Four Masters – Mastering the art of winning

By Michael McMullan

WHEN the Abbey players run out onto the St Tiernach’s Park sod on Saturday, it will be a big deal.

And it is. It’s the final leg of a magical journey as they aim to follow in the footsteps of St Eunan’s Letterkenny and De Le Salle Ballyshannon as All-Ireland B winners from Donegal with their back-to-back wins in 1979 and 1980.

For the 19 Four Masters players on the squad of 26, they’ll be trotting a path well-navigated after a decorated underage adventure that reached the pinnacle with annexing the Ulster minor title on New Year’s Day at St Paul’s.

Between club and school, they found the balance between both teams. Each helped the other as the players experienced the challenges from across Ulster.

It could well have been back-to-back minor titles only for Dungiven coming with a bang to win the final the previous year.

They licked their wounds and after emerging from Donegal they righted the wrong.

At schools level, they joined forces with players from the neighbouring Naomh Bríd and St Naul’s clubs to put their best foot forward in the MacLarnon Cup.

After their wave of momentum carried them towards Ulster glory, they are now one step from an All-Ireland, a prize everyone craves.

Club Chairman Pauric Harvey, manager of the minor team nipped by Dungiven, is well placed to lift the lid on the buzz in Donegal Town as Abbey tiptoe towards the starting line once again.

“It is much the same,” he said. “There is a great buzz and the town has been decorated in red and white when it was usually blue and white for us.”

There are good luck messages. On Wednesday night, local broadcaster Charlie Collins hosted a pre-final chat night that included Peadar Mogan, brother of current Abbey player Oisin, as well as other former pupils including Barry Monaghan, Gavin Mulreaney, Matt Gallagher and Joyce McMullin.

All the effort at underage is playing off. Harvey hails the level of support the parents have given to both club and school games. There were buses booked for their big days in Belfast.

“They are great and go to all the games, from u-10 and all the way through,” said Harvey. “The buzz with the school run has been great and similar to the club buzz.”

There are a few ingredients to their success. Harvey, modestly, mentions the word luck. A golden crop at the one time and they’ve helped shape them.

In the school, Gaoth Dobhair man Stuart McFadden and Donegal forward Jamie Brennan have polished the gems the local clubs dropped at their door. They’ve added their own slant and kept them believing.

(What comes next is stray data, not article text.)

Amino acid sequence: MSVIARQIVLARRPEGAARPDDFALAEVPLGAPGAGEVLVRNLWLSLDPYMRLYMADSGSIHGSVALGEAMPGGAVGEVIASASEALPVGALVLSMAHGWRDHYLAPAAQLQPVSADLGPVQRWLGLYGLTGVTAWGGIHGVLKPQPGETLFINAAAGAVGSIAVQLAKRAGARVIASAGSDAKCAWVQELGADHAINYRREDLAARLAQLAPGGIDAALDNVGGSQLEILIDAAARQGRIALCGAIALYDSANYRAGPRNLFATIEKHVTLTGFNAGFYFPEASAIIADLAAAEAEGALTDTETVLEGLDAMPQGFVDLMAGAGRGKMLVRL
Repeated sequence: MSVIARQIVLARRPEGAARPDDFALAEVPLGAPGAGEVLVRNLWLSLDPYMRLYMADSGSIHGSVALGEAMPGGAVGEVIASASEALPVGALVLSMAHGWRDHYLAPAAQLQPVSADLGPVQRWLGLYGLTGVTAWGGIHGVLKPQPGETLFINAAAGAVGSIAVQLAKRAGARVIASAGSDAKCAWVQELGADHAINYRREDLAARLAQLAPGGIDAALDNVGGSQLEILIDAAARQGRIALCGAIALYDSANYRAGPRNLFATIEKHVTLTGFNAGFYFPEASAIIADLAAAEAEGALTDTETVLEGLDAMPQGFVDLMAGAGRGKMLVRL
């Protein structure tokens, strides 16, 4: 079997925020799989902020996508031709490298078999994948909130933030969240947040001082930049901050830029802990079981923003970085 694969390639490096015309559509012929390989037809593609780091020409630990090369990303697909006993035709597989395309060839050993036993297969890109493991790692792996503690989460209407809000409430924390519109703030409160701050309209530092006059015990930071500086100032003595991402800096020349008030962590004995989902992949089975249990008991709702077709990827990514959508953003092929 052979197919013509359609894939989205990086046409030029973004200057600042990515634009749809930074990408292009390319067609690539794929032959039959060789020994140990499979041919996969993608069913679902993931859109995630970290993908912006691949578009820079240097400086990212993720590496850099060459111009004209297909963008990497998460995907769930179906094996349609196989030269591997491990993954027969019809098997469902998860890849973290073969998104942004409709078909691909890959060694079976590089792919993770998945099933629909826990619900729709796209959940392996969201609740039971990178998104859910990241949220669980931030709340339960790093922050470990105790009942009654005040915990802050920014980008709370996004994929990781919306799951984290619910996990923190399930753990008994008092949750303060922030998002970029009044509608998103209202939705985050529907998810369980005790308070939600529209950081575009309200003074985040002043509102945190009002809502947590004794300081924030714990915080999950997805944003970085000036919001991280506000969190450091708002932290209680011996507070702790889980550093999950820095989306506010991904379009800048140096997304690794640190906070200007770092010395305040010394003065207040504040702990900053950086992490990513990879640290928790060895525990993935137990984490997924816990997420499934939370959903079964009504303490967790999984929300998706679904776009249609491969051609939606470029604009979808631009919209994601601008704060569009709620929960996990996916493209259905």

“We are very lucky to have five primary schools in our area who all participate in Gaelic Football and really push it,” Harvey said about the structures in the area.

They provide coaching and games. It feeds into the Four Masters underage that delivered numerous titles and is now fielding two teams at all age groups to ensure there is football for everyone.

“That is to keep them playing,” Harvey said, who was full of praise for the effort of the club coaches.

“We found it very beneficial by the time they got to minor with the football they’ve played. and we have got a lot of late developers.”

With the schools offering GAA to both boys and girls – as well as many other sports – the clubs benefit. And, in turn, it has been the catalyst for Abbey’s advance to Saturday’s decider in Clones.

“They (Abbey) are developing a pitch,” Harvey adds. “For now, they train in Four Masters, St Naul’s or Naomh Bríd and play their games there as well.”

He can only speak from his experience in Four Masters, but the players had added desire to their talent.

It’s rare to visit Tír Conaill Park and not see one of them in the gym or out on the pitch honing their skills.

“They just love going to play football, they put in the time and the extra work that is unseen,” he said. “We are lucky in the club that they have come together and we are hoping they will all stick together.

It has been pushed on a step further by their campaign with Abbey. The big picture, like their minor success, is moving up to senior and becoming a team capable of challenging for the Dr Maguire Cup Naomh Conaill have a monopoly on.

For now, it’s all about Clones and getting their hands on another piece of silverware. That’s where the advantages of the Four Masters’ minor days stand out. The games in front of crowds, the noise and days when they’ve needed grit like coming from eight down to oust favourites Magherafelt.

“They have been in other games where there has been a different type of football,” Harvey added.

“In the Ulster competition, it was different and it was more physical. They get punished quicker when they make mistakes and it is a different environment.”

What would an All-Ireland title do for the school and the area? An obvious question prompts an obvious answer.

“It would be unbelievable,” Harvey instantly sums up. “Abbey have had some great teams and some great players down the years.

“It would be a brilliant achievement for the school and it is the highest leve they’ve ever played at. It would be a great achievement for all the clubs locally.”

They’ll need a bit of luck on the way. All winning teams do. But they make their own and Abbey will hope to carry on the tradition of standing in the Diamond with the silver. Saturday will tell the tale.

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